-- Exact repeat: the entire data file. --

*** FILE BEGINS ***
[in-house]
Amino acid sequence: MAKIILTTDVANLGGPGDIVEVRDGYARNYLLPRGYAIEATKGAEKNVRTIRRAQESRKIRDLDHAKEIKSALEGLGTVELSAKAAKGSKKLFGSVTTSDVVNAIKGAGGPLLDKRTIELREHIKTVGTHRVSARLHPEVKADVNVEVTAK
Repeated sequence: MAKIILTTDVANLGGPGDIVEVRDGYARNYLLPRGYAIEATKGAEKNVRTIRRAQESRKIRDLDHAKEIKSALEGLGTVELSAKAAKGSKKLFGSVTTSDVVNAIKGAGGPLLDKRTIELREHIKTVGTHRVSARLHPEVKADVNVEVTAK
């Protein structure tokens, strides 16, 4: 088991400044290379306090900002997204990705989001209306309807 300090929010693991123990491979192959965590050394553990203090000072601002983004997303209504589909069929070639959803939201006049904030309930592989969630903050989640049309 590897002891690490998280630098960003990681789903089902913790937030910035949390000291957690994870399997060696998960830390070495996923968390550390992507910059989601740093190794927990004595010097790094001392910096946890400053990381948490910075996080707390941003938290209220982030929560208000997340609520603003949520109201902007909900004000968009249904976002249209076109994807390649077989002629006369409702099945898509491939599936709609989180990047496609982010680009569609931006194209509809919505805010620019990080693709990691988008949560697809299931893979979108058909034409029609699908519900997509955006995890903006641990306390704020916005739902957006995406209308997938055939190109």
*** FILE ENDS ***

[in-house]
Amino acid sequence: MAKIILTTDVANLGGPGDIVEVRDGYARNYLLPRGYAIEATKGAEKNVRTIRRAQESRKIRDLDHAKEIKSALEGLGTVELSAKAAKGSKKLFGSVTTSDVVNAIKGAGGPLLDKRTIELREHIKTVGTHRVSARLHPEVKADVNVEVTAK
Repeated sequence: MAKIILTTDVANLGGPGDIVEVRDGYARNYLLPRGYAIEATKGAEKNVRTIRRAQESRKIRDLDHAKEIKSALEGLGTVELSAKAAKGSKKLFGSVTTSDVVNAIKGAGGPLLDKRTIELREHIKTVGTHRVSARLHPEVKADVNVEVTAK
């Protein structure tokens, strides 16, 4: 088991400044290379306090900002997204990705989001209306309807 300090929010693991123990491979192959965590050394553990203090000072601002983004997303209504589909069929070639959803939201006049904030309930592989969630903050989640049309 590897002891690490998280630098960003990681789903089902913790937030910035949390000291957690994870399997060696998960830390070495996923968390550390992507910059989601740093190794927990004595010097790094001392910096946890400053990381948490910075996080707390941003938290209220982030929560208000997340609520603003949520109201902007909900004000968009249904976002249209076109994807390649077989002629006369409702099945898509491939599936709609989180990047496609982010680009569609931006194209509809919505805010620019990080693709990691988008949560697809299931893979979108058909034409029609699908519900997509955006995890903006641990306390704020916005739902957006995406209308997938055939190109």